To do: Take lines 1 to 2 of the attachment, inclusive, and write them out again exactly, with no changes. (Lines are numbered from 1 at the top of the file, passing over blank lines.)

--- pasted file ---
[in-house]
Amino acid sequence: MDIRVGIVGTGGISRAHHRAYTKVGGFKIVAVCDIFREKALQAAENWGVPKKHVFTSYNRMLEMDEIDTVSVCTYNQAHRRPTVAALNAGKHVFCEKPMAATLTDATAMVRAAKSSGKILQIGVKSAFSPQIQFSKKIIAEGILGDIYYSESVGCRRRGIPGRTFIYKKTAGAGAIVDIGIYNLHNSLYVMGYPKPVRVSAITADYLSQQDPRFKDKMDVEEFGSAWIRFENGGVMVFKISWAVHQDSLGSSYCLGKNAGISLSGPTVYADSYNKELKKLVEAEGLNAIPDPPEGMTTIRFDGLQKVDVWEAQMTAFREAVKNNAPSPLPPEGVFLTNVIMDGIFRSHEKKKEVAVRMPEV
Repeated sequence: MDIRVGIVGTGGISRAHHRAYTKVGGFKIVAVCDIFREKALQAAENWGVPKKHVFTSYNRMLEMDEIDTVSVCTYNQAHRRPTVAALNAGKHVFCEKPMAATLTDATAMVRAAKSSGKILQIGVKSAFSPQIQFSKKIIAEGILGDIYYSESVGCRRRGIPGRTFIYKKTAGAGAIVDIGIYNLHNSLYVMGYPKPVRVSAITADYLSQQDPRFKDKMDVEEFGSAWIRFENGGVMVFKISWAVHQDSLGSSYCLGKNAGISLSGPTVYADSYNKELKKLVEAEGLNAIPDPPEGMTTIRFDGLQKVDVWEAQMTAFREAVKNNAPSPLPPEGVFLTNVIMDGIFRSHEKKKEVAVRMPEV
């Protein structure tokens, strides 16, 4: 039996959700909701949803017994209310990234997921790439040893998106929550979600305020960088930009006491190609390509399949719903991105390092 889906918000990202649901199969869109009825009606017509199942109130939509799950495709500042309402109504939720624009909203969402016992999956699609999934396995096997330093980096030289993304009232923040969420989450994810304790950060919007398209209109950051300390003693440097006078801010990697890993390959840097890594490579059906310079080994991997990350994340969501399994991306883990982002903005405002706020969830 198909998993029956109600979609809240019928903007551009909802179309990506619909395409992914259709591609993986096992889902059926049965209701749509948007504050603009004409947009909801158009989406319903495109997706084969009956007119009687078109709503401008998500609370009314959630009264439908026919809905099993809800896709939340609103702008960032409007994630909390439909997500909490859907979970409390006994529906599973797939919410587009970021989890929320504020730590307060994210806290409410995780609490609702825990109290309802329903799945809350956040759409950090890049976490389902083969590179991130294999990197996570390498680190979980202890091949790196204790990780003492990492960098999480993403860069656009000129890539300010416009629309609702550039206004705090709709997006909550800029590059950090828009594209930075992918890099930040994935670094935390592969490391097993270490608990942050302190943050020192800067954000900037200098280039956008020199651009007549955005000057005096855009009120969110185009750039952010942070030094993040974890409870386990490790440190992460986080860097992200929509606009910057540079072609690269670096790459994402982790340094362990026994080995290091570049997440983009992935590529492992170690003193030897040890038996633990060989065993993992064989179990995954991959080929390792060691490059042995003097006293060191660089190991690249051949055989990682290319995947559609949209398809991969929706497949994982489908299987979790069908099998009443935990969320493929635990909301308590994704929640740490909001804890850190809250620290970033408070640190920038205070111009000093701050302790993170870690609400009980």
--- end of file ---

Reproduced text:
[in-house]
Amino acid sequence: MDIRVGIVGTGGISRAHHRAYTKVGGFKIVAVCDIFREKALQAAENWGVPKKHVFTSYNRMLEMDEIDTVSVCTYNQAHRRPTVAALNAGKHVFCEKPMAATLTDATAMVRAAKSSGKILQIGVKSAFSPQIQFSKKIIAEGILGDIYYSESVGCRRRGIPGRTFIYKKTAGAGAIVDIGIYNLHNSLYVMGYPKPVRVSAITADYLSQQDPRFKDKMDVEEFGSAWIRFENGGVMVFKISWAVHQDSLGSSYCLGKNAGISLSGPTVYADSYNKELKKLVEAEGLNAIPDPPEGMTTIRFDGLQKVDVWEAQMTAFREAVKNNAPSPLPPEGVFLTNVIMDGIFRSHEKKKEVAVRMPEV